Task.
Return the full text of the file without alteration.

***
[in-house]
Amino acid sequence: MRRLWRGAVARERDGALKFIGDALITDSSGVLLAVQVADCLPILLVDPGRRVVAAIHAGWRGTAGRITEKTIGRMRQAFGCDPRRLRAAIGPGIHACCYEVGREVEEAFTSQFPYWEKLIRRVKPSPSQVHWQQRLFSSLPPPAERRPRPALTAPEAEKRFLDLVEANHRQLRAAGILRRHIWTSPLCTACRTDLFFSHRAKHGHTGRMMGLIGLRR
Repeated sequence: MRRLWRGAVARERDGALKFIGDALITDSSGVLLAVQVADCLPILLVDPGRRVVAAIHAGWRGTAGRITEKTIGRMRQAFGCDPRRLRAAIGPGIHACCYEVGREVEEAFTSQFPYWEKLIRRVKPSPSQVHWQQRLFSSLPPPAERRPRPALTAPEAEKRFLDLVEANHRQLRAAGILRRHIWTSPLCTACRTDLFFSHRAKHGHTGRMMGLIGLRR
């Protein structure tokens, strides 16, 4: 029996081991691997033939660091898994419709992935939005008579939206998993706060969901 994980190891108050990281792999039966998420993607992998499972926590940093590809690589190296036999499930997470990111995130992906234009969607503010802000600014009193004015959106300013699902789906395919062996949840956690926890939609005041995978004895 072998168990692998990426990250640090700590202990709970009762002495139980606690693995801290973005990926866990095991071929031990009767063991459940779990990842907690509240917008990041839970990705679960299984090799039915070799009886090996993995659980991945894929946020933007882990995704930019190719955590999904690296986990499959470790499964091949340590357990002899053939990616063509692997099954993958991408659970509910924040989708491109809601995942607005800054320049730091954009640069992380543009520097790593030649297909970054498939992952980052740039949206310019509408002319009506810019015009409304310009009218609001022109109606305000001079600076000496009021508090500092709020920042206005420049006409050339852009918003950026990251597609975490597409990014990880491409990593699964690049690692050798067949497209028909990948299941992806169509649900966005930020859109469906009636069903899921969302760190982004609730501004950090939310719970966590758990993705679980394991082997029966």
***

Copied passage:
[in-house]
Amino acid sequence: MRRLWRGAVARERDGALKFIGDALITDSSGVLLAVQVADCLPILLVDPGRRVVAAIHAGWRGTAGRITEKTIGRMRQAFGCDPRRLRAAIGPGIHACCYEVGREVEEAFTSQFPYWEKLIRRVKPSPSQVHWQQRLFSSLPPPAERRPRPALTAPEAEKRFLDLVEANHRQLRAAGILRRHIWTSPLCTACRTDLFFSHRAKHGHTGRMMGLIGLRR
Repeated sequence: MRRLWRGAVARERDGALKFIGDALITDSSGVLLAVQVADCLPILLVDPGRRVVAAIHAGWRGTAGRITEKTIGRMRQAFGCDPRRLRAAIGPGIHACCYEVGREVEEAFTSQFPYWEKLIRRVKPSPSQVHWQQRLFSSLPPPAERRPRPALTAPEAEKRFLDLVEANHRQLRAAGILRRHIWTSPLCTACRTDLFFSHRAKHGHTGRMMGLIGLRR
């Protein structure tokens, strides 16, 4: 029996081991691997033939660091898994419709992935939005008579939206998993706060969901 994980190891108050990281792999039966998420993607992998499972926590940093590809690589190296036999499930997470990111995130992906234009969607503010802000600014009193004015959106300013699902789906395919062996949840956690926890939609005041995978004895 072998168990692998990426990250640090700590202990709970009762002495139980606690693995801290973005990926866990095991071929031990009767063991459940779990990842907690509240917008990041839970990705679960299984090799039915070799009886090996993995659980991945894929946020933007882990995704930019190719955590999904690296986990499959470790499964091949340590357990002899053939990616063509692997099954993958991408659970509910924040989708491109809601995942607005800054320049730091954009640069992380543009520097790593030649297909970054498939992952980052740039949206310019509408002319009506810019015009409304310009009218609001022109109606305000001079600076000496009021508090500092709020920042206005420049006409050339852009918003950026990251597609975490597409990014990880491409990593699964690049690692050798067949497209028909990948299941992806169509649900966005930020859109469906009636069903899921969302760190982004609730501004950090939310719970966590758990993705679980394991082997029966």